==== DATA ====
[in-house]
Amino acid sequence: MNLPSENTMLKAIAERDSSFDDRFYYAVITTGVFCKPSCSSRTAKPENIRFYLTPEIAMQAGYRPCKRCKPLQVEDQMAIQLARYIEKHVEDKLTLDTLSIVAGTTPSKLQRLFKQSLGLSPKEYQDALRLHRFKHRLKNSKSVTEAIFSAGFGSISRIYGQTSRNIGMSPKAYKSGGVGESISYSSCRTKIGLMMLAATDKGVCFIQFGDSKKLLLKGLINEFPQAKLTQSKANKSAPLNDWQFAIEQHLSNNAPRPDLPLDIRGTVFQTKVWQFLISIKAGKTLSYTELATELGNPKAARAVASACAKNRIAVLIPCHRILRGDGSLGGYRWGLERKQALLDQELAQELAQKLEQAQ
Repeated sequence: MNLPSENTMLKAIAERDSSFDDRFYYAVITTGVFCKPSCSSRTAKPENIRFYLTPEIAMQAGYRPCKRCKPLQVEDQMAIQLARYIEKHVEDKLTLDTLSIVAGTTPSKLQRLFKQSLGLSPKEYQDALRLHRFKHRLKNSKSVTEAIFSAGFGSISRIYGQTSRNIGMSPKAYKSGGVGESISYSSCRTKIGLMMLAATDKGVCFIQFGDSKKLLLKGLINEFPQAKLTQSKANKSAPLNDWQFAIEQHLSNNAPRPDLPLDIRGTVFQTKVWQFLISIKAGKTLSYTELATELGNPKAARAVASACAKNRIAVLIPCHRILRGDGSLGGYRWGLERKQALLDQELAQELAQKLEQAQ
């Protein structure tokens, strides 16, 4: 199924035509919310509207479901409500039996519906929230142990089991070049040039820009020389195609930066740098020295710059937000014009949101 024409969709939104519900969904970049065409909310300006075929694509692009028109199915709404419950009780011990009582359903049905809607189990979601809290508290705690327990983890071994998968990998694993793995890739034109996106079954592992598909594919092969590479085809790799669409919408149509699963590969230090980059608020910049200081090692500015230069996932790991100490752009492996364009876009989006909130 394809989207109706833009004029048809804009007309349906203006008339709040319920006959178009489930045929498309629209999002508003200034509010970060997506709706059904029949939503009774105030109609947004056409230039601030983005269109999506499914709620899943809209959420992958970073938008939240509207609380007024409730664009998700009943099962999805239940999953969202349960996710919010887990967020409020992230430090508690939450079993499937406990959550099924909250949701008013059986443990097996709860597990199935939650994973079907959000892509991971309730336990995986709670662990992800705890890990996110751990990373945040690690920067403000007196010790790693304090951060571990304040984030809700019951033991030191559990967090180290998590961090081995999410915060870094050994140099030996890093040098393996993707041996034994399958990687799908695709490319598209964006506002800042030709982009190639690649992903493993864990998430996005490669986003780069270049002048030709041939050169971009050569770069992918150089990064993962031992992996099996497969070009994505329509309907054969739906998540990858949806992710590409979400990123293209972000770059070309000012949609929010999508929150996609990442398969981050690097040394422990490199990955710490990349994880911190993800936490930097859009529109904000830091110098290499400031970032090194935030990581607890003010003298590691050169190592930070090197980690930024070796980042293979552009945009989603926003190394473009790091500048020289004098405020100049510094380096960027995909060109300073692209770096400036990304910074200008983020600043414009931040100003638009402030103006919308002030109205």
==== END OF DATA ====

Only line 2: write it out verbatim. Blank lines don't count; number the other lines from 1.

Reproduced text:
Amino acid sequence: MNLPSENTMLKAIAERDSSFDDRFYYAVITTGVFCKPSCSSRTAKPENIRFYLTPEIAMQAGYRPCKRCKPLQVEDQMAIQLARYIEKHVEDKLTLDTLSIVAGTTPSKLQRLFKQSLGLSPKEYQDALRLHRFKHRLKNSKSVTEAIFSAGFGSISRIYGQTSRNIGMSPKAYKSGGVGESISYSSCRTKIGLMMLAATDKGVCFIQFGDSKKLLLKGLINEFPQAKLTQSKANKSAPLNDWQFAIEQHLSNNAPRPDLPLDIRGTVFQTKVWQFLISIKAGKTLSYTELATELGNPKAARAVASACAKNRIAVLIPCHRILRGDGSLGGYRWGLERKQALLDQELAQELAQKLEQAQ